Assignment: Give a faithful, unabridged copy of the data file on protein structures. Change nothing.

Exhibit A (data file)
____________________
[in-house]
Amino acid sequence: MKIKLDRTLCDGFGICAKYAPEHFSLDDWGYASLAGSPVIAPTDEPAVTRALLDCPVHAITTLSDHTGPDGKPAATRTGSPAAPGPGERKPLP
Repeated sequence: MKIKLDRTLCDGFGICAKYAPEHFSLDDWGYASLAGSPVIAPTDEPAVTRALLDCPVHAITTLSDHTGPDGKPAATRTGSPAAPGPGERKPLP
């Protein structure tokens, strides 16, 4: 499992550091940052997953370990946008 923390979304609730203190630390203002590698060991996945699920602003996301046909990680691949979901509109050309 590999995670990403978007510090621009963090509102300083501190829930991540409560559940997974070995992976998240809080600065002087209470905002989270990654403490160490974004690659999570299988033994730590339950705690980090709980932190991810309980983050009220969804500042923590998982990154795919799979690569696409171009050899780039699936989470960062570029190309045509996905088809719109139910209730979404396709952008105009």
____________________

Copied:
[in-house]
Amino acid sequence: MKIKLDRTLCDGFGICAKYAPEHFSLDDWGYASLAGSPVIAPTDEPAVTRALLDCPVHAITTLSDHTGPDGKPAATRTGSPAAPGPGERKPLP
Repeated sequence: MKIKLDRTLCDGFGICAKYAPEHFSLDDWGYASLAGSPVIAPTDEPAVTRALLDCPVHAITTLSDHTGPDGKPAATRTGSPAAPGPGERKPLP
């Protein structure tokens, strides 16, 4: 499992550091940052997953370990946008 923390979304609730203190630390203002590698060991996945699920602003996301046909990680691949979901509109050309 590999995670990403978007510090621009963090509102300083501190829930991540409560559940997974070995992976998240809080600065002087209470905002989270990654403490160490974004690659999570299988033994730590339950705690980090709980932190991810309980983050009220969804500042923590998982990154795919799979690569696409171009050899780039699936989470960062570029190309045509996905088809719109139910209730979404396709952008105009």